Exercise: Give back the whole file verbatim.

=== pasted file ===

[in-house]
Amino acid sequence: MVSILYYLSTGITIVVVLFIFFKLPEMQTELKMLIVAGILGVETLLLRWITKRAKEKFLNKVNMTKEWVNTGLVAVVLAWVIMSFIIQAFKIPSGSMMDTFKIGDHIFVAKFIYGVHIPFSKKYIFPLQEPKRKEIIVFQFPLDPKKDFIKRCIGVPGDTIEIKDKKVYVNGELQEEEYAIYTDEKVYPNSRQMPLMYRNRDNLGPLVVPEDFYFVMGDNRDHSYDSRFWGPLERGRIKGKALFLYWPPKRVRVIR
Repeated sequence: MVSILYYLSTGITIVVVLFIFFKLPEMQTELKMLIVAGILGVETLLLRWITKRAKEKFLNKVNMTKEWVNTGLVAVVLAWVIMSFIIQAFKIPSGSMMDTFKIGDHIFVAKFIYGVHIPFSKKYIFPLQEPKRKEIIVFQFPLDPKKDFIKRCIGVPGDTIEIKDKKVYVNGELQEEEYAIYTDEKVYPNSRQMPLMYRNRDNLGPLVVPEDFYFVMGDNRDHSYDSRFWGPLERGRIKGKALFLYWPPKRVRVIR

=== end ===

[in-house]
Amino acid sequence: MVSILYYLSTGITIVVVLFIFFKLPEMQTELKMLIVAGILGVETLLLRWITKRAKEKFLNKVNMTKEWVNTGLVAVVLAWVIMSFIIQAFKIPSGSMMDTFKIGDHIFVAKFIYGVHIPFSKKYIFPLQEPKRKEIIVFQFPLDPKKDFIKRCIGVPGDTIEIKDKKVYVNGELQEEEYAIYTDEKVYPNSRQMPLMYRNRDNLGPLVVPEDFYFVMGDNRDHSYDSRFWGPLERGRIKGKALFLYWPPKRVRVIR
Repeated sequence: MVSILYYLSTGITIVVVLFIFFKLPEMQTELKMLIVAGILGVETLLLRWITKRAKEKFLNKVNMTKEWVNTGLVAVVLAWVIMSFIIQAFKIPSGSMMDTFKIGDHIFVAKFIYGVHIPFSKKYIFPLQEPKRKEIIVFQFPLDPKKDFIKRCIGVPGDTIEIKDKKVYVNGELQEEEYAIYTDEKVYPNSRQMPLMYRNRDNLGPLVVPEDFYFVMGDNRDHSYDSRFWGPLERGRIKGKALFLYWPPKRVRVIR